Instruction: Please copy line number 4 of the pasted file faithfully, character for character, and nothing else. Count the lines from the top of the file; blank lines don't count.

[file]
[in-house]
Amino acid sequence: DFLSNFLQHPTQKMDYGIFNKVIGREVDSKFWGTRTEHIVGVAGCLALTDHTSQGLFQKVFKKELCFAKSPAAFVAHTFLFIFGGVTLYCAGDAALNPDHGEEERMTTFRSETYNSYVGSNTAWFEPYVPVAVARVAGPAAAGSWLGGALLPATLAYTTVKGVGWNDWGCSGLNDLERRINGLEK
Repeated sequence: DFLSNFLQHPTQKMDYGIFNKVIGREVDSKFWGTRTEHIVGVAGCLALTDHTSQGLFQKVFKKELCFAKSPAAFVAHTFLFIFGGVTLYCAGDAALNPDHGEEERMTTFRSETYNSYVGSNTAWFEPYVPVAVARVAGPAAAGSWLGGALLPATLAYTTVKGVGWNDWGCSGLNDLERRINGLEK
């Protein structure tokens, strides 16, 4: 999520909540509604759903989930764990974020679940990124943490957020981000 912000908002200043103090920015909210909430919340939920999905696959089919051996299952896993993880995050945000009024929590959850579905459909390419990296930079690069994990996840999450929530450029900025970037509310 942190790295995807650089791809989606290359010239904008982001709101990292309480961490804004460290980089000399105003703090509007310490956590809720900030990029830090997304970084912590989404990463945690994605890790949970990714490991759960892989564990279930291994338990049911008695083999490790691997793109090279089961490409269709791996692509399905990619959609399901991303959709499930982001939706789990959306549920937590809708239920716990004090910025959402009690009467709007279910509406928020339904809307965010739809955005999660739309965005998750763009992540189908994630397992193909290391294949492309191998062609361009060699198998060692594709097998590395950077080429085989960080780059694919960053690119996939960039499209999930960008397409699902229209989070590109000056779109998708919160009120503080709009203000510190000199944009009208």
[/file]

């Protein structure tokens, strides 16, 4: 999520909540509604759903989930764990974020679940990124943490957020981000 912000908002200043103090920015909210909430919340939920999905696959089919051996299952896993993880995050945000009024929590959850579905459909390419990296930079690069994990996840999450929530450029900025970037509310 942190790295995807650089791809989606290359010239904008982001709101990292309480961490804004460290980089000399105003703090509007310490956590809720900030990029830090997304970084912590989404990463945690994605890790949970990714490991759960892989564990279930291994338990049911008695083999490790691997793109090279089961490409269709791996692509399905990619959609399901991303959709499930982001939706789990959306549920937590809708239920716990004090910025959402009690009467709007279910509406928020339904809307965010739809955005999660739309965005998750763009992540189908994630397992193909290391294949492309191998062609361009060699198998060692594709097998590395950077080429085989960080780059694919960053690119996939960039499209999930960008397409699902229209989070590109000056779109998708919160009120503080709009203000510190000199944009009208």